El Salvador won the second game, but tensions between the two countries were still so high that the third match had to be held on neutral ground, in Mexico.

Victory in the third qualifying match went to El Salvador, gaining them entry to the 1970 World Cup. By this time, the strain between the two countries was so great that they cut diplomatic relations with one another. On July 14, 1969, the ‘Football War’ officially started when three Salvadoran aircrafts are reported to have crossed into Honduran airspace.

The conflict ended after four days, and is also known as ‘The Hundred Hour War’.

1980s

Algerian football team in 1982. © Aminou444/Wikimedia Commons

In 1982, the Algerian team entered the World Cup for the first time. During the course of the event, the Algerian team repeatedly proved their skill and almost made it to the second round. Algeria’s advancement hinged on the outcome of West Germany v Austria, which would close out the first round of matches for Group 2.

If West Germany won by a margin of three points or more, Algeria would advance to the next round, but if they won by two points or less, Austria would advance. The West German team scored their first goal of the match within 10 minutes, and then proceeded to keep possession of the ball in their own half of the pitch, making it clear that they had no intention of winning by a higher point margin.

This was largely regarded with contempt and has been called the Disgrace of Gijón, named after the city in which the match took place.

1990s

Brazil receiving the Jules Rimet at the 1994 World Cup in Pasadena, Ca, after recovering from almost getting disqualified from the 1990 games. © Pyro Spectaculars by Souza/Wikimedia Commons

In 1994, the Chilean national team was banned from going to the World Cup due to events that had taken place in 1990.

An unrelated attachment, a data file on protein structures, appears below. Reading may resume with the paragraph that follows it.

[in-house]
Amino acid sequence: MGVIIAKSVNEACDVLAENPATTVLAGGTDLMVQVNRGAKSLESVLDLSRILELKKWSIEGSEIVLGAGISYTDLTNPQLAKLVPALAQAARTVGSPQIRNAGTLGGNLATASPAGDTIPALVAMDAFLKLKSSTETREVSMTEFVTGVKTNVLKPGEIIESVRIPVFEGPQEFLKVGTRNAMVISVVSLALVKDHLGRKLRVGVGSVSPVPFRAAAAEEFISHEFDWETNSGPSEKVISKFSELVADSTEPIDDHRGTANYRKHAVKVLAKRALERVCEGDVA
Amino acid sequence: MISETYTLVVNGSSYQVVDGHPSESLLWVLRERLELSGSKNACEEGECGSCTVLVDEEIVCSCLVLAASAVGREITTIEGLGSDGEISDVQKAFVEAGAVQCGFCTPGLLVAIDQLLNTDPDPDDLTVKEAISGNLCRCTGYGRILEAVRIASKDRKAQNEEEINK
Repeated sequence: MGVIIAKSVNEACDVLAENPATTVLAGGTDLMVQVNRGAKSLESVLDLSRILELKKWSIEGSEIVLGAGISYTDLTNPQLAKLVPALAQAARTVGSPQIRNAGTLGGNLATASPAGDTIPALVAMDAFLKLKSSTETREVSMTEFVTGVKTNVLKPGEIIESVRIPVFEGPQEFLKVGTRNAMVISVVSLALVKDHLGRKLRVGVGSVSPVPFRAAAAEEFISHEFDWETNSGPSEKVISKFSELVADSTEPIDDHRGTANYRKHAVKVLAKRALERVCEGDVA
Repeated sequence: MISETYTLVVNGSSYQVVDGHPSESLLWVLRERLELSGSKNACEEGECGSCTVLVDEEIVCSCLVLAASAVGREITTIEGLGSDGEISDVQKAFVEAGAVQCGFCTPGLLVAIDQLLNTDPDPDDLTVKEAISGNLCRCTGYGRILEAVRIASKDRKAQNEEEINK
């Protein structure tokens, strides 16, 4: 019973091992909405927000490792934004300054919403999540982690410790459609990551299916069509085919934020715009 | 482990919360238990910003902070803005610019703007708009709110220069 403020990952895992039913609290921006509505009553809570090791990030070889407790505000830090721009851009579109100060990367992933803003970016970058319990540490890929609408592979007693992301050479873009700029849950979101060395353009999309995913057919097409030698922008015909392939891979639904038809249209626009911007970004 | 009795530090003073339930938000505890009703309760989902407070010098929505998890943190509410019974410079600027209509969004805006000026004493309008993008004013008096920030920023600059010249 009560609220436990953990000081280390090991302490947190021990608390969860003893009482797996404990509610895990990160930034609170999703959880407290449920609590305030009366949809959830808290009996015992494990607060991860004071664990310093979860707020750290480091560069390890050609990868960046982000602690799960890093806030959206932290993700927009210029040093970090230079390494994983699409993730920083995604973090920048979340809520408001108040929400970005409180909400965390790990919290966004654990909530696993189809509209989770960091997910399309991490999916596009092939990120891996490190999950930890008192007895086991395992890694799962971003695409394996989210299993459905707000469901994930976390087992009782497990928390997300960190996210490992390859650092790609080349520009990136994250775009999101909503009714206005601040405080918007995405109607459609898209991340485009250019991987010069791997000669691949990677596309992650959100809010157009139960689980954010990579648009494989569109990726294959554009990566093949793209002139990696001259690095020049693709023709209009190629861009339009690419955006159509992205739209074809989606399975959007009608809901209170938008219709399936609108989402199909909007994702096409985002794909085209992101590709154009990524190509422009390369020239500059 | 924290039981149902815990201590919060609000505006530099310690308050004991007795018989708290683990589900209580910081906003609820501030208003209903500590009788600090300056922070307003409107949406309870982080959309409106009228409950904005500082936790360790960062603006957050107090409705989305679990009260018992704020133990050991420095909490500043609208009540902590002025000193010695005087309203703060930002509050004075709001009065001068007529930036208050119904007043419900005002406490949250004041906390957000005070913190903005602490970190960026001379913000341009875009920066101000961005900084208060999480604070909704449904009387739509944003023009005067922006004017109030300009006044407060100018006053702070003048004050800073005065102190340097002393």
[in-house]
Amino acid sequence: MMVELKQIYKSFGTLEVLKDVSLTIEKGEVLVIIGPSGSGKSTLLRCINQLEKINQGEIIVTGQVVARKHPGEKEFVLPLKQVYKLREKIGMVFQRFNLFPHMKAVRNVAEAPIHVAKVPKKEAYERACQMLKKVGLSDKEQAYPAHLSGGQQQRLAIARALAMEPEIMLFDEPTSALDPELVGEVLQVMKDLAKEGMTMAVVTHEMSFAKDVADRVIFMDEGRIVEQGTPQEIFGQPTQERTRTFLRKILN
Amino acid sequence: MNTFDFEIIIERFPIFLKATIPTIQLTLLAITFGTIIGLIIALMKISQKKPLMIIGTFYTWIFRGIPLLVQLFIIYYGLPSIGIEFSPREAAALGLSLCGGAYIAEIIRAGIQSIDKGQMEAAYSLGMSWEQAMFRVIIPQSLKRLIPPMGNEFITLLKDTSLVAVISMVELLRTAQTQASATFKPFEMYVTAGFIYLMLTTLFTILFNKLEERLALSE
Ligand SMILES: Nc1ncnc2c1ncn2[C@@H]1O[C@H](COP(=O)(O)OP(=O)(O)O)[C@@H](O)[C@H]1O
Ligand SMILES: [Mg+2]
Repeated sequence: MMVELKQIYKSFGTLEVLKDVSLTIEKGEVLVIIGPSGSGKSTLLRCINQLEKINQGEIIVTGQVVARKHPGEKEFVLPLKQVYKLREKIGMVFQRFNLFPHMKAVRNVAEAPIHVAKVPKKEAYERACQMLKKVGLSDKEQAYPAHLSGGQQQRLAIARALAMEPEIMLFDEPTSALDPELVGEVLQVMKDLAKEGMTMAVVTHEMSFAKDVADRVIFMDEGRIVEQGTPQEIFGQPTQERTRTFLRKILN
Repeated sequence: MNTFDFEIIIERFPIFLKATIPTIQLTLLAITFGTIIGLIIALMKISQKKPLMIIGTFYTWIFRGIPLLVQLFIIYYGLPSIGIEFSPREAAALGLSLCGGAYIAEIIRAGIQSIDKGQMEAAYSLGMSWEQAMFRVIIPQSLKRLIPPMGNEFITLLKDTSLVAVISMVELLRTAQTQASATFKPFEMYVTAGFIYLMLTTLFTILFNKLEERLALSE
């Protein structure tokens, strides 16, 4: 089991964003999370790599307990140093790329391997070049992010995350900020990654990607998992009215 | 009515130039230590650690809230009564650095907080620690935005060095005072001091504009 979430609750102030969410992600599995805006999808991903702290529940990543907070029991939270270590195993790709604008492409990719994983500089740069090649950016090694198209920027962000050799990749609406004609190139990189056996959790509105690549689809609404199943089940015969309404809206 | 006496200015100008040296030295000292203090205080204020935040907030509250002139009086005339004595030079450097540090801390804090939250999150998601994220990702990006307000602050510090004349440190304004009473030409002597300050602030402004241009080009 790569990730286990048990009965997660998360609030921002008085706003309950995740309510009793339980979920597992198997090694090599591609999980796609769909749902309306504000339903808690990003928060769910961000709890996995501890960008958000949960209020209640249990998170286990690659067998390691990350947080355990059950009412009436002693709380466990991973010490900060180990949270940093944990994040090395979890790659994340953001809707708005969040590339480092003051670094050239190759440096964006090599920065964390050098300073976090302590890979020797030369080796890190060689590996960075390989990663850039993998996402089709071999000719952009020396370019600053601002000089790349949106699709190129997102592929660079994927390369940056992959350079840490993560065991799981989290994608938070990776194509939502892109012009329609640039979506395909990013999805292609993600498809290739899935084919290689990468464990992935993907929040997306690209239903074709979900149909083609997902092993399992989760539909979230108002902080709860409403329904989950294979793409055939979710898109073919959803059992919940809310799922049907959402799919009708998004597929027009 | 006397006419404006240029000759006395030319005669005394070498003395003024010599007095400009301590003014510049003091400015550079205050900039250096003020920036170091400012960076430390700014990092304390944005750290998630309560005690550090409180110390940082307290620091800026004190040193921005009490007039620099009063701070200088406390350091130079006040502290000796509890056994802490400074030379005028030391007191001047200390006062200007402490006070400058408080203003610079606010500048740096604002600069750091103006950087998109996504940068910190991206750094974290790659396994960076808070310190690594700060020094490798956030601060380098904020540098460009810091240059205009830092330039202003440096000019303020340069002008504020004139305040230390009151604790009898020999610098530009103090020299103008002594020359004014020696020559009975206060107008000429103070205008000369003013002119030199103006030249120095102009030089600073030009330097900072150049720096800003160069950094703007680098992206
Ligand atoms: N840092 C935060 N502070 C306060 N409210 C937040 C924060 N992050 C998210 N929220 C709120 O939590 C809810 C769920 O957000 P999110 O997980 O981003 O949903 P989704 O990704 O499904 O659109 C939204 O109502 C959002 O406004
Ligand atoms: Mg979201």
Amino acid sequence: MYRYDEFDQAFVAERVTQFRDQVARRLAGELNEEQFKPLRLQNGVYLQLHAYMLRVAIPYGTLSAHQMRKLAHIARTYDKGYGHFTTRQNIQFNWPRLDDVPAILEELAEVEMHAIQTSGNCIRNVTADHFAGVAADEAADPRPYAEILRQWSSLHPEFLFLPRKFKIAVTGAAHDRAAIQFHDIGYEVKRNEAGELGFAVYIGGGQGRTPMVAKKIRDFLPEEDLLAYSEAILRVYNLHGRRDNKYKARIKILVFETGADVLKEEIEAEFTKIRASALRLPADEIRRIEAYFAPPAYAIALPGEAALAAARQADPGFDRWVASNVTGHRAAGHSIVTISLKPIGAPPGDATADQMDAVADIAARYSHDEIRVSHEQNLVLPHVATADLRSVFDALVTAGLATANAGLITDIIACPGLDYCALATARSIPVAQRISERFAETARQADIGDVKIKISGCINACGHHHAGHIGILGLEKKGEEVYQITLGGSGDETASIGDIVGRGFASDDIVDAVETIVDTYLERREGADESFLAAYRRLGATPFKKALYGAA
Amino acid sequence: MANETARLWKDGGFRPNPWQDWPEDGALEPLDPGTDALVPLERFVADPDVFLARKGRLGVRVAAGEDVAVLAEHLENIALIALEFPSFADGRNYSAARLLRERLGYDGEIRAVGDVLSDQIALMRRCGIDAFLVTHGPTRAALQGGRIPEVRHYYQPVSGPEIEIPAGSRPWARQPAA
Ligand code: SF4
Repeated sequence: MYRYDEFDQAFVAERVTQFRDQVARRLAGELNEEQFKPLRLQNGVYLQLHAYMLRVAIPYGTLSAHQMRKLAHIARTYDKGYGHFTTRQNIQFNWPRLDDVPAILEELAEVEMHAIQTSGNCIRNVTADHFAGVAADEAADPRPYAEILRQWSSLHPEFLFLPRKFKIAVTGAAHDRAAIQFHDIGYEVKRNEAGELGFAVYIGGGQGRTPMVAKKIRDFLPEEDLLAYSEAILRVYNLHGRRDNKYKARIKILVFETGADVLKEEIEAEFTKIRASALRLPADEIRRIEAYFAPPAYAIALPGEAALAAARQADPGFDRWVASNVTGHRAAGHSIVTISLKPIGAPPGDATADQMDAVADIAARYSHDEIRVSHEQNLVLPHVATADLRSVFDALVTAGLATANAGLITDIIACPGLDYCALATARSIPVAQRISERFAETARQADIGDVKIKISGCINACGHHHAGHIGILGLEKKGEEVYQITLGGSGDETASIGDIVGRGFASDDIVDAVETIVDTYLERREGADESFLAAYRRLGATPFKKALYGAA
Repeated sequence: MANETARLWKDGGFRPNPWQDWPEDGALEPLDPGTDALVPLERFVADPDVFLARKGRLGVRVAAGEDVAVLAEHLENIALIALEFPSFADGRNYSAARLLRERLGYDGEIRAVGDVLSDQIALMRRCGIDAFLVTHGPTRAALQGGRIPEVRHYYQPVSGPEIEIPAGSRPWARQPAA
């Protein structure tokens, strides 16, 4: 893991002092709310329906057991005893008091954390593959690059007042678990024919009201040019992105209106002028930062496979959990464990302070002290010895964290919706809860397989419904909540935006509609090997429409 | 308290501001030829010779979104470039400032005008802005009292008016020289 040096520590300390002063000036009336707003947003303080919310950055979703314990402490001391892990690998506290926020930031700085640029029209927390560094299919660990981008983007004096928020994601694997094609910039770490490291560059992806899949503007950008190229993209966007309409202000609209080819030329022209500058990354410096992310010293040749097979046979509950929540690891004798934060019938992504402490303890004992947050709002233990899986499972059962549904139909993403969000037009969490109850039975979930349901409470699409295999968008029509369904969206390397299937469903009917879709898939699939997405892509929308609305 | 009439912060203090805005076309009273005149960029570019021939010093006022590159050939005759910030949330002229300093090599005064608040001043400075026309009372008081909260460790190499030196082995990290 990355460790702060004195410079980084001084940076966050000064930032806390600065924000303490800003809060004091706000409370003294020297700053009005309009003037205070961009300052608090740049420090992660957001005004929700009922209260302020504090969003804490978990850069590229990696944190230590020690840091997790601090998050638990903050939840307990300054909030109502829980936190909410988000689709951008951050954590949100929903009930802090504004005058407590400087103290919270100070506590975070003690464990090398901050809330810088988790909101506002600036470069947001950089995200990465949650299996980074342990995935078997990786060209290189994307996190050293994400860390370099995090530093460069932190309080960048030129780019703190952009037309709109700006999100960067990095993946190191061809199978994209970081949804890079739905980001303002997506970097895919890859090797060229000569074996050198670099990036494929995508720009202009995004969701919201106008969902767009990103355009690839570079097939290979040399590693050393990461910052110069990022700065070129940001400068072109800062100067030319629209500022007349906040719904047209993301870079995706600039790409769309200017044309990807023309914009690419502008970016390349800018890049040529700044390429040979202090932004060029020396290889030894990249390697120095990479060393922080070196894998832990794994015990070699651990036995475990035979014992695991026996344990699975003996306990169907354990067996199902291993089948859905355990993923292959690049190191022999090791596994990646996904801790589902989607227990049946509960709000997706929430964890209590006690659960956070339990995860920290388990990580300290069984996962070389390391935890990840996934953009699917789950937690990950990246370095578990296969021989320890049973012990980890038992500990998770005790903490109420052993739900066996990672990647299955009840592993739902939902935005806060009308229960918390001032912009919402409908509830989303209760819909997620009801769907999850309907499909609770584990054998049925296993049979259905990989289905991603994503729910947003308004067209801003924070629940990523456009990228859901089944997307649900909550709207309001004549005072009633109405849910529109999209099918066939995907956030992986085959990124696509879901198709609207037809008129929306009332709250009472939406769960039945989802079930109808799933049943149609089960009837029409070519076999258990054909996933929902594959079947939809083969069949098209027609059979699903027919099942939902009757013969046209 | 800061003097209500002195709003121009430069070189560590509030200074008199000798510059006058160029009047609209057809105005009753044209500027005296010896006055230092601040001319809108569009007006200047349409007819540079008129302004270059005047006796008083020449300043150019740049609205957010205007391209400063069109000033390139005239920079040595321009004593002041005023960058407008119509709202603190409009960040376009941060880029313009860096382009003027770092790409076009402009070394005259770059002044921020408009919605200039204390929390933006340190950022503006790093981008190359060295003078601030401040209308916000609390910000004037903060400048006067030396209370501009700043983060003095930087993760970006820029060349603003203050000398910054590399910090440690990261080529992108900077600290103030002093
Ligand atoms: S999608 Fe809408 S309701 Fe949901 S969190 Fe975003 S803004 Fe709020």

During a 1990 World Cup qualifier match between Chile and Brazil, it appeared that Chilean goalkeeper Roberto Rojas was hit by lit flare thrown from the Brazilian fan section. Rojas had blood pouring out of his head and the Chilean team rushed him off the field.

Luckily, one photographer at the event, Ricardo Alfieri, was able to capture the moment when the flare allegedly hit Rojas, and it was soon revealed that the wound on Rojas head was actually self-inflicted.

Apparently Rojas had a razor hidden in his gloves, and staged the injury in an attempt to disqualify the Brazilian team.

Had Alfieri not taken photographic evidence of the fraud, Brazil would have had no hope of making it to the 1990 World Cup in Italy.

2000s

Sculpture of the infamous Zidane head butt at the Centre Pompidou in Paris. © Jaina Teeluck/ Flickr

Perhaps one of the most memorable moments in recent World Cup history, French footballer Zinedine Zidane, headbutted Italian player Marco Materazzi during the final match at the 2006 World Cup in Germany.

Zidane claimed that Materazzi had insulted his mother, who was ill at the time, thereby provoking the attack that was caught on camera for audiences across the world the see.

In 2016, Materazzi claimed that while he was guilty of talking trash to Zidane, the subject of his remarks was actually Zidane’s sister, not his mother.

2010s

Graffiti depicting the 2014 protest against the World Cup in Brazil. © Ben Tavener/Flickr

Ahead of the 2014 games in Brazil, Brazilians took to the streets to protest the World Cup. Hours before the opening ceremony, protests became violent, as Brazilian people cried out their discontent. The protesters were angry that money was being taken away from social services like health care and education and put towards preparations for the World Cup instead.